A report on Character encoding and UTF-8

Punched tape with the word "Wikipedia" encoded in ASCII. Presence and absence of a hole represents 1 and 0, respectively; for example, "W" is encoded as "1010111".
Declared character set for 10million most popular websites since 2010
Hollerith 80-column punch card with EBCDIC character set
Use of the main encodings on the web from 2001 to 2012 as recorded by Google, with UTF-8 overtaking all others in 2008 and over 60% of the web in 2012 (since then approaching 100%). The ASCII-only figure includes all web pages that only contain ASCII characters, regardless of the declared header. Other encodings of Unicode such as GB2312 are added to "others".
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UTF-8 is a variable-width character encoding used for electronic communication.

- UTF-8

A code unit in UTF-8, EBCDIC and GB 18030 consists of 8 bits;

- Character encoding
Punched tape with the word "Wikipedia" encoded in ASCII. Presence and absence of a hole represents 1 and 0, respectively; for example, "W" is encoded as "1010111".

12 related topics with Alpha

Overall

Logo of the Unicode Consortium

Unicode

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Logo of the Unicode Consortium
Many modern applications can render a substantial subset of the many scripts in Unicode, as demonstrated by this screenshot from the OpenOffice.org application.
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Various Cyrillic characters shown with upright, oblique and italic alternate forms

Unicode, formally The Unicode Standard is an information technology standard for the consistent encoding, representation, and handling of text expressed in most of the world's writing systems.

The most common encodings are the ASCII-compatible UTF-8, the obsolete UCS-2, the UCS-2-compatible UTF-16, and GB18030 which is not an official Unicode standard but is used in China and implements Unicode fully.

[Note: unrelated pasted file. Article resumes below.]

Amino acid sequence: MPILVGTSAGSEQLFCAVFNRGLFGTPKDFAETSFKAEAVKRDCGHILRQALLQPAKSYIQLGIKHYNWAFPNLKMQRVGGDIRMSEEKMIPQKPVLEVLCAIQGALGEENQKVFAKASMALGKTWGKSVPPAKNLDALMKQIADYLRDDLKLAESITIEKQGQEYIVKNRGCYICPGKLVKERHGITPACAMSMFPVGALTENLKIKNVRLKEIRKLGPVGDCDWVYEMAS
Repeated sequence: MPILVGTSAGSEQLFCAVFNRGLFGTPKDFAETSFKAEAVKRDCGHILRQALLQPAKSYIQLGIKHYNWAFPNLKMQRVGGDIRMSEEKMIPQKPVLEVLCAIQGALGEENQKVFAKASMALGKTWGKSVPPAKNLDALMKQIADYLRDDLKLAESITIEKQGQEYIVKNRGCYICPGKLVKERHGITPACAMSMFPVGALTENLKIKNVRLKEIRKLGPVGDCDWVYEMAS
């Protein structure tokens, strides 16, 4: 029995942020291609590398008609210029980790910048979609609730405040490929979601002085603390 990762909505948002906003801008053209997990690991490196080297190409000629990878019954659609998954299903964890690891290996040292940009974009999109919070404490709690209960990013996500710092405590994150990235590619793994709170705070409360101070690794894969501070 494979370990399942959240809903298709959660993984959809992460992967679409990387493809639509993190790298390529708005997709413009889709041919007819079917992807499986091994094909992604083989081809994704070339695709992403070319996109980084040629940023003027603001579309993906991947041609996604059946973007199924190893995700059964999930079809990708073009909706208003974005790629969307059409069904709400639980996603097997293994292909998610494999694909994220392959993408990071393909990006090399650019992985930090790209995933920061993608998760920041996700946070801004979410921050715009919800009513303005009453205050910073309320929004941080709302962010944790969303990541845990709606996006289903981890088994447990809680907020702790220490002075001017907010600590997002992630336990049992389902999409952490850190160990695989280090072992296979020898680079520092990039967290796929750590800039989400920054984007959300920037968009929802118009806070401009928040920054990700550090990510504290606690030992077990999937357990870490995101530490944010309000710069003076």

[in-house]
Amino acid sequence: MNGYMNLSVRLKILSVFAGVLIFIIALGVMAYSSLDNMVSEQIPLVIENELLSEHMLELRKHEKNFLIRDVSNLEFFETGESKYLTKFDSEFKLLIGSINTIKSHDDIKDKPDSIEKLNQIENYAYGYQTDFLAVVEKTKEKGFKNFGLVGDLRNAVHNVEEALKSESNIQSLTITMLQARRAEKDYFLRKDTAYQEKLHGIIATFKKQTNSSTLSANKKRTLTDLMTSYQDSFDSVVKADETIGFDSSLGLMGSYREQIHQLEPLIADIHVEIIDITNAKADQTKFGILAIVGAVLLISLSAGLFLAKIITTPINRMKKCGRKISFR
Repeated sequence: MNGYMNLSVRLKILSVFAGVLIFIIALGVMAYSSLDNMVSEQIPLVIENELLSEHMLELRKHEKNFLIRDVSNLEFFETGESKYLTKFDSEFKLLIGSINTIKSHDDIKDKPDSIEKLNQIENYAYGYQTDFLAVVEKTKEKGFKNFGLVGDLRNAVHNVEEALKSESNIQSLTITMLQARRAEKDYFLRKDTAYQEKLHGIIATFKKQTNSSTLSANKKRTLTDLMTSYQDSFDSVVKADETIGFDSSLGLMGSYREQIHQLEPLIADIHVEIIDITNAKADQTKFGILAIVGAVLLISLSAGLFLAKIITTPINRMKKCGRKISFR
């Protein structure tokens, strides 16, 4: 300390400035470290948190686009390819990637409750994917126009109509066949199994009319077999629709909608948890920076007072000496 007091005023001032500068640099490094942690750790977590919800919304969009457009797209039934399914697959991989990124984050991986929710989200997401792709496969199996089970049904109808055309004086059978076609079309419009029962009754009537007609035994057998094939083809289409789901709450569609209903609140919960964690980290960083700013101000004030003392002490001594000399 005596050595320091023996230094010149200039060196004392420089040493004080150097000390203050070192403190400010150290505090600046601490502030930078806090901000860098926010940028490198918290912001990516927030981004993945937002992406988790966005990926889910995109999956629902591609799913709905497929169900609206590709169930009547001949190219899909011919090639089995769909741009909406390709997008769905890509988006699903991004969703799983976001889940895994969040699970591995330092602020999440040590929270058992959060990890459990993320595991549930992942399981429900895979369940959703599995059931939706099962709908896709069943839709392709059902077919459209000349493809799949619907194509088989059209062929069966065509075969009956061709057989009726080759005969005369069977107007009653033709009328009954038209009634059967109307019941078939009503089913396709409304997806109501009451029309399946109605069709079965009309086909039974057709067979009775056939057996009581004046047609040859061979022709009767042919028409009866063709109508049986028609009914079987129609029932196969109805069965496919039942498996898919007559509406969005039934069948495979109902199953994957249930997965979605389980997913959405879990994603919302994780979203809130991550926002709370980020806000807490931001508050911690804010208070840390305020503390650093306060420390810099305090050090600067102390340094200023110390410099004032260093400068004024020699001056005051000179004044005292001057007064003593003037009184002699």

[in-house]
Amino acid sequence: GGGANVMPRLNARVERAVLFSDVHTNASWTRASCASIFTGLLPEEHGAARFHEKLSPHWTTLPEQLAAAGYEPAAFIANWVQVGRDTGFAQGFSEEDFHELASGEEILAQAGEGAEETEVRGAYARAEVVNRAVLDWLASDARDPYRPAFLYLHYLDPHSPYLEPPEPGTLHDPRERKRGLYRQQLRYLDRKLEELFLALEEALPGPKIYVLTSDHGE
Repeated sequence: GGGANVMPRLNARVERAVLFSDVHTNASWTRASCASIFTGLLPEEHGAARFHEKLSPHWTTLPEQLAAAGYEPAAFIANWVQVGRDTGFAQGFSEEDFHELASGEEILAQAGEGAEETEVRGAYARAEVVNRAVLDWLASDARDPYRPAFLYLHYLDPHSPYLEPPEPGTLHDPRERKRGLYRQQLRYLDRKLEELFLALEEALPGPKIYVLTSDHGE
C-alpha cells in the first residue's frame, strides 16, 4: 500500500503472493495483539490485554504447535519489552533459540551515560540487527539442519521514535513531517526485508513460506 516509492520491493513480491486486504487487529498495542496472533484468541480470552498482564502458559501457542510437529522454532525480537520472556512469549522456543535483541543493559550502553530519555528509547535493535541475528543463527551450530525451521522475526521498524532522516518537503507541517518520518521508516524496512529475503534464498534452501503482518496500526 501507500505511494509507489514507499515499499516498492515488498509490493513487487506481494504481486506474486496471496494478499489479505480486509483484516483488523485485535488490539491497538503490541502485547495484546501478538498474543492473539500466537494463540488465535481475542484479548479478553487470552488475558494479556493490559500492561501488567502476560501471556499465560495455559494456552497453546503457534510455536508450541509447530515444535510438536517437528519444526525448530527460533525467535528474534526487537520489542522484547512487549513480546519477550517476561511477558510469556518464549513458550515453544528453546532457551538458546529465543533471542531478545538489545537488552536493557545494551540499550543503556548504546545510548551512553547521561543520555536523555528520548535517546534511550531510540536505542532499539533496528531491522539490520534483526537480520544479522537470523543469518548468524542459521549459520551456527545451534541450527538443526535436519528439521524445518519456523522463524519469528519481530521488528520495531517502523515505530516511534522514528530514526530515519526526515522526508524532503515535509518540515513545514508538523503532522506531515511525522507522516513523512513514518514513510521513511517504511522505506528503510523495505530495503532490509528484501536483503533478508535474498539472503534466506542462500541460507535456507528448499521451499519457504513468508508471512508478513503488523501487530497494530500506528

The first 216 Unicode code points. The stripe of solid gray near the bottom are the surrogate halves used by UTF-16 (the white region below the stripe is the Private Use Area)

UTF-16

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The first 216 Unicode code points. The stripe of solid gray near the bottom are the surrogate halves used by UTF-16 (the white region below the stripe is the Private Use Area)

UTF-16 (16-bit Unicode Transformation Format) is a character encoding capable of encoding all 1,112,064 valid character code points of Unicode (in fact this number of code points is dictated by the design of UTF-16).

Since May 2019, Microsoft has begun supporting UTF-8 (as well as UTF-16) and encouraging its use.

ASCII chart from a pre-1972 printer manual

ASCII

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ASCII chart from a pre-1972 printer manual
ASCII (1963). Control pictures of equivalent controls are shown where they exist, or a grey dot otherwise.

ASCII, abbreviated from American Standard Code for Information Interchange, is a character encoding standard for electronic communication.

ASCII was the most common character encoding on the World Wide Web until December 2007, when UTF-8 encoding surpassed it; UTF-8 is backward compatible with ASCII.

IBM code page numbers (CPGIDs and CCSIDs) used for CJK encodings. Microsoft use of code page numbers for CJK encodings differs, and is noted in brackets where applicable.

Code page

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IBM code page numbers (CPGIDs and CCSIDs) used for CJK encodings. Microsoft use of code page numbers for CJK encodings differs, and is noted in brackets where applicable.